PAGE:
Of course, it's impossible to look at Battleborn and not see the influence of Borderlands 2, Gearbox's enormously successful predecessor. They certainly share much of the same DNA, combining RPG and FPS elements and dressing them in stylish, melodramatic presentation. Randy Pitchford, Gearbox's president, doesn't make himself available for interview, but he is the man who introduces Battleborn and he presents it as the developer refusing to remain comfortable and reaching forward to something new. It's a decision that he says presents an element of risk.
"The best way to take the next leap is to abandon the constraints that we've created for ourselves," he says. "When we announced Borderlands, there were a lot of folks who would say to me 'Why're you even starting Borderlands when Brothers in Arms is so successful? Shouldn't you put everything you have behind that?'" Both Randys pitch Battleborn as a significant investment of the developer's time, energy and passion, suggesting it's something they hope will reward them as much as Borderlands 2 has, but which will also be bigger in every way. Pitchford and Varnell reveal nine playable characters and Varnell suggests there could be twice as many featured upon release, each of them a substantially developed and very distinct personality. "Each character that we're creating," Mulkey later says, "is fleshed out to the degree that they could be the lead character in their own game."
The team see diversity as a chance to be enormously creatively indulgent and also the antidote to unoriginality. "From the very start of the project, we let our concept artists just explode," says Varnell. "We're like 'Okay, imagine... everything!' For a concept artist, it's a dream, because usually they're so focused on making something very specific, but when we started Battleborn we really cast the net wide. We said, just imagine characters that you can pull from anywhere."
It was an invitation welcomed by team members like art director Scott Kester, who were allowed to not only draw characters, but develop concepts for how they should play and feel and thus feel particularly invested in them. Kester was personally responsible for Rath, the sword-wielding vampire, which brought an increasing emphasis on first-person melee. "Most places would be like, 'Okay, art guy! We'll have our designers take over now,'" he says, "but what happens is you force their hand. You've got to have good first-person melee now. It gives the whole team freedom to push for their personal ideas. It's not just my game, it's our game, all our influences. Everybody has something. Everybody has several things."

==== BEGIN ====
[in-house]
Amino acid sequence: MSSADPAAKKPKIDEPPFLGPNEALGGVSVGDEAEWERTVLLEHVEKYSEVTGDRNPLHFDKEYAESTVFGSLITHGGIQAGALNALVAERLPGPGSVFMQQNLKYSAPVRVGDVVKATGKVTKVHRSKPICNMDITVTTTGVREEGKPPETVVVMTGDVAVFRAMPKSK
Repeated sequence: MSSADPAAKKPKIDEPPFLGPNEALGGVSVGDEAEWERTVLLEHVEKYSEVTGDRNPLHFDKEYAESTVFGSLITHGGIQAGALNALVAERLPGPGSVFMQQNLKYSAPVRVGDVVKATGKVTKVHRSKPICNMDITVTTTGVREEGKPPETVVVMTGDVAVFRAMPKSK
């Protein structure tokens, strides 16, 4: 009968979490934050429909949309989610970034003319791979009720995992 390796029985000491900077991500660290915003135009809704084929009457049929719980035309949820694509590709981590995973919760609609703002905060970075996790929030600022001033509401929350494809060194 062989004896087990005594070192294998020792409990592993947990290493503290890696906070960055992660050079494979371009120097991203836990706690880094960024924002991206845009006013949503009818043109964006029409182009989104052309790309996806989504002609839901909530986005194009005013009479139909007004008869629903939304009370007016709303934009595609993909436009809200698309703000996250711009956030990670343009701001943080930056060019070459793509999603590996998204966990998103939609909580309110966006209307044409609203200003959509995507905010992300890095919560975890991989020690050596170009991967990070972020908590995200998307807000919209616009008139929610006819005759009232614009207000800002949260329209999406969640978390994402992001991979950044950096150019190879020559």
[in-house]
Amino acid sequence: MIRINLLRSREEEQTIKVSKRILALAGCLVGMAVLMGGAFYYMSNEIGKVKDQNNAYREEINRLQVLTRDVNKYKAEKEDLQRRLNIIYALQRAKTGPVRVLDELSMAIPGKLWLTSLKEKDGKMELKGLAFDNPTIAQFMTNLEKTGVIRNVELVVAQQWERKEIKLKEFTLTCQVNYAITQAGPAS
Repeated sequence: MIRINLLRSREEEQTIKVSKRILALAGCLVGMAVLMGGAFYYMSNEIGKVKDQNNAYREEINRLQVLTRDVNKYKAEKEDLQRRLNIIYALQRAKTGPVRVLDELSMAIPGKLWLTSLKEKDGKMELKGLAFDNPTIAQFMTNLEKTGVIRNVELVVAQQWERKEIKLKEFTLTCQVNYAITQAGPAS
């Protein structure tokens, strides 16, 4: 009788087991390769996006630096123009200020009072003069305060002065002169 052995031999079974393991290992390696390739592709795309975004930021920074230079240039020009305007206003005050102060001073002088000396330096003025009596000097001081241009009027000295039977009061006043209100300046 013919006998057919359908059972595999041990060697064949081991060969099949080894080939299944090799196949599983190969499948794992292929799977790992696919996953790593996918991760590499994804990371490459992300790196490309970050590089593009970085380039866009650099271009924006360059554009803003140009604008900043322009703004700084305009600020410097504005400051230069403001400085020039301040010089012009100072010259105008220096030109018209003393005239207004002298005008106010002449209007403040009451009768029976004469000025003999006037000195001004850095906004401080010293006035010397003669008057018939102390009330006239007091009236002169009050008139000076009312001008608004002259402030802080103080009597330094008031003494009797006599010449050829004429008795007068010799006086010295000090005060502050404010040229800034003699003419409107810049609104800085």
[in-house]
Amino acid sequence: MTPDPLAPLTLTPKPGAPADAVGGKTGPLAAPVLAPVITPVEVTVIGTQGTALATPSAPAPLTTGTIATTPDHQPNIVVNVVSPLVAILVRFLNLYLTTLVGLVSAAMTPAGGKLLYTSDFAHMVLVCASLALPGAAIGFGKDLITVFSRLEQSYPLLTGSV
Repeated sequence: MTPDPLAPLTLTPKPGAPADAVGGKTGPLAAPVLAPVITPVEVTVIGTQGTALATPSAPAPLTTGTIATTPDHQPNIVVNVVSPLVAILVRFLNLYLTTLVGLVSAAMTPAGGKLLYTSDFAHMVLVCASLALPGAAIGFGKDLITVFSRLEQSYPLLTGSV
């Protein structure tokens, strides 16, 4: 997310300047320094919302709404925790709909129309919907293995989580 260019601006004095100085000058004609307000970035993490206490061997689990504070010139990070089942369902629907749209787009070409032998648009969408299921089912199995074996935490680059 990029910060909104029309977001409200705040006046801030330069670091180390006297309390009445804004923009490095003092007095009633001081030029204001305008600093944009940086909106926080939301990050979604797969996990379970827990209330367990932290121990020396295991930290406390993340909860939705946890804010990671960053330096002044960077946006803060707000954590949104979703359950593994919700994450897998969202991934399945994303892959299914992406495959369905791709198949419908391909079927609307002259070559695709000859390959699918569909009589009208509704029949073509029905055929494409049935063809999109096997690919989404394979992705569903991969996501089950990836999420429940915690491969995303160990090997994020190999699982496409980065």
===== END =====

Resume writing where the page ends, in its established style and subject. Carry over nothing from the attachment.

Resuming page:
Kester says that a wide variety of influences, from both games and films, has created what he feels are unusual and very original crossovers. He's personally very proud of the metallic castle seen in the demo, something he calls "A merge of Gothic architecture and Tron. I didn't want to do the typical FPS thing, this super-dead, desaturated thing where it was grey and raining all the time." Instead, he drew on old-school influences and to many his Gothic Tron level will look familiar. Its open spaces and deliberately angular design reference Quake 3. Kester adds that many other levels will demonstrate not just different art styles, but different design and layout philosophies.
Gearbox believes all this diversity in their approach will also be one of the ways it'll connect with their player base. They're keen to talk about their experiences meeting cosplayers and fans, who have been particularly enthusiastic about many of the strange and singular characters in Borderlands 2, a cast created with a deliberate attempt to be diverse and inclusive. While there's not a "quota" or an attempt to "check boxes" in Battleborn's cast, Kester says, "diversity is just what feels right."
Varrell promises that, as well as more playable characters ("They get weirder and wilder. We get into some really weird stuff, out of the humanoid into really different things"), there will be more game modes, more environments and potential expansions after release. I ask Mulkey about how all this might work, pointing out the free-to-play possibilities, but he talks about a similar model to Borderlands 2: a boxed release followed by substantial DLC.
Gearbox has already spent a couple of years gelling Battleborn together, says Varnell, starting the project right after Borderlands 2. The team reckons they're looking to release some time in 2015, but that's a broad window they're not worried about narrowing yet. Much more important to them is the game's balance and consistency. All those diverse ingredients present tremendous potential, but they're still being blended. It will be some time yet until they're smooth.